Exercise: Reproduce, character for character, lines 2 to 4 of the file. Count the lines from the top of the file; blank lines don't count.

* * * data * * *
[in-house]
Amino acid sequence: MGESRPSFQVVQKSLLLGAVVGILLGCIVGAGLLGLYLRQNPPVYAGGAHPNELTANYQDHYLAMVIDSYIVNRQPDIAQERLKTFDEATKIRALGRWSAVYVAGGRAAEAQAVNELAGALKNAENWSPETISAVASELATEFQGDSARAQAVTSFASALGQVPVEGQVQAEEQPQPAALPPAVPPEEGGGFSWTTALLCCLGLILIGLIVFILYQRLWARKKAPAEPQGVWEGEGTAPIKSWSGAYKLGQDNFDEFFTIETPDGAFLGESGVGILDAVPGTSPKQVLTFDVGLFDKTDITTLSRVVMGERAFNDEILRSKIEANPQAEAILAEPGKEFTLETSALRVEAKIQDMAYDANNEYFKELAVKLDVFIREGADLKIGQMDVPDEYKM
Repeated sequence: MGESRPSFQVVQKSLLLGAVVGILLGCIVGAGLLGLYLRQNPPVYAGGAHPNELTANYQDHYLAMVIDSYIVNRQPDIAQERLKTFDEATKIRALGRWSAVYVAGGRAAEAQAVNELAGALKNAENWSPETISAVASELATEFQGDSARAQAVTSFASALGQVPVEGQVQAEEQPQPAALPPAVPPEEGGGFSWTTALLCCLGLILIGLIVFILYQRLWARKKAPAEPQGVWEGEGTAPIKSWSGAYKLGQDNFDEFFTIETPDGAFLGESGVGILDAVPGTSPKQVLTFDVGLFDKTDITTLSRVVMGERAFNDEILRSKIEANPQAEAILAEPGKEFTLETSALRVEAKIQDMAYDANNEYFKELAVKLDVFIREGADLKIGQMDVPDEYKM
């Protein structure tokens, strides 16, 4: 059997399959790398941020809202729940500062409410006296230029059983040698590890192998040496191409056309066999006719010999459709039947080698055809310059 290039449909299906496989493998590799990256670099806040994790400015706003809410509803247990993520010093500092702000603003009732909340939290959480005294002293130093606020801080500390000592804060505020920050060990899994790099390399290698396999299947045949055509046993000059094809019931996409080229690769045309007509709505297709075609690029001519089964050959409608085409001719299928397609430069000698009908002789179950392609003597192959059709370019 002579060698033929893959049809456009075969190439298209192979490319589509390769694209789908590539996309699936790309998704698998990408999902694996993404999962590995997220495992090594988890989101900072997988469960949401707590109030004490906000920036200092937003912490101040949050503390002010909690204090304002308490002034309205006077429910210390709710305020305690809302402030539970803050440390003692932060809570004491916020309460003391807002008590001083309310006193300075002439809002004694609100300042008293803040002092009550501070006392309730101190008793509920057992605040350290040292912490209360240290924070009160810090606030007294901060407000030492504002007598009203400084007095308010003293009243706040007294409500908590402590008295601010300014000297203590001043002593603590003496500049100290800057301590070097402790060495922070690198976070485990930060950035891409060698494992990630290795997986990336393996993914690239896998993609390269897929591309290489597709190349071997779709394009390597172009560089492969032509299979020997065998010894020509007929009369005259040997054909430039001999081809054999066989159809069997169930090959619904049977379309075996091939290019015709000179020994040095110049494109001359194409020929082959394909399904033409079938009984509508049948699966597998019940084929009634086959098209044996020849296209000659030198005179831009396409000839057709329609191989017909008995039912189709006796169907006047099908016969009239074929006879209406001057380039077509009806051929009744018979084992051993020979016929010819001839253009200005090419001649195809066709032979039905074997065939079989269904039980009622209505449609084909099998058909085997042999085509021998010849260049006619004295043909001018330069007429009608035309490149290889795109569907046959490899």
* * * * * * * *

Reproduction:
Amino acid sequence: MGESRPSFQVVQKSLLLGAVVGILLGCIVGAGLLGLYLRQNPPVYAGGAHPNELTANYQDHYLAMVIDSYIVNRQPDIAQERLKTFDEATKIRALGRWSAVYVAGGRAAEAQAVNELAGALKNAENWSPETISAVASELATEFQGDSARAQAVTSFASALGQVPVEGQVQAEEQPQPAALPPAVPPEEGGGFSWTTALLCCLGLILIGLIVFILYQRLWARKKAPAEPQGVWEGEGTAPIKSWSGAYKLGQDNFDEFFTIETPDGAFLGESGVGILDAVPGTSPKQVLTFDVGLFDKTDITTLSRVVMGERAFNDEILRSKIEANPQAEAILAEPGKEFTLETSALRVEAKIQDMAYDANNEYFKELAVKLDVFIREGADLKIGQMDVPDEYKM
Repeated sequence: MGESRPSFQVVQKSLLLGAVVGILLGCIVGAGLLGLYLRQNPPVYAGGAHPNELTANYQDHYLAMVIDSYIVNRQPDIAQERLKTFDEATKIRALGRWSAVYVAGGRAAEAQAVNELAGALKNAENWSPETISAVASELATEFQGDSARAQAVTSFASALGQVPVEGQVQAEEQPQPAALPPAVPPEEGGGFSWTTALLCCLGLILIGLIVFILYQRLWARKKAPAEPQGVWEGEGTAPIKSWSGAYKLGQDNFDEFFTIETPDGAFLGESGVGILDAVPGTSPKQVLTFDVGLFDKTDITTLSRVVMGERAFNDEILRSKIEANPQAEAILAEPGKEFTLETSALRVEAKIQDMAYDANNEYFKELAVKLDVFIREGADLKIGQMDVPDEYKM
């Protein structure tokens, strides 16, 4: 059997399959790398941020809202729940500062409410006296230029059983040698590890192998040496191409056309066999006719010999459709039947080698055809310059 290039449909299906496989493998590799990256670099806040994790400015706003809410509803247990993520010093500092702000603003009732909340939290959480005294002293130093606020801080500390000592804060505020920050060990899994790099390399290698396999299947045949055509046993000059094809019931996409080229690769045309007509709505297709075609690029001519089964050959409608085409001719299928397609430069000698009908002789179950392609003597192959059709370019 002579060698033929893959049809456009075969190439298209192979490319589509390769694209789908590539996309699936790309998704698998990408999902694996993404999962590995997220495992090594988890989101900072997988469960949401707590109030004490906000920036200092937003912490101040949050503390002010909690204090304002308490002034309205006077429910210390709710305020305690809302402030539970803050440390003692932060809570004491916020309460003391807002008590001083309310006193300075002439809002004694609100300042008293803040002092009550501070006392309730101190008793509920057992605040350290040292912490209360240290924070009160810090606030007294901060407000030492504002007598009203400084007095308010003293009243706040007294409500908590402590008295601010300014000297203590001043002593603590003496500049100290800057301590070097402790060495922070690198976070485990930060950035891409060698494992990630290795997986990336393996993914690239896998993609390269897929591309290489597709190349071997779709394009390597172009560089492969032509299979020997065998010894020509007929009369005259040997054909430039001999081809054999066989159809069997169930090959619904049977379309075996091939290019015709000179020994040095110049494109001359194409020929082959394909399904033409079938009984509508049948699966597998019940084929009634086959098209044996020849296209000659030198005179831009396409000839057709329609191989017909008995039912189709006796169907006047099908016969009239074929006879209406001057380039077509009806051929009744018979084992051993020979016929010819001839253009200005090419001649195809066709032979039905074997065939079989269904039980009622209505449609084909099998058909085997042999085509021998010849260049006619004295043909001018330069007429009608035309490149290889795109569907046959490899």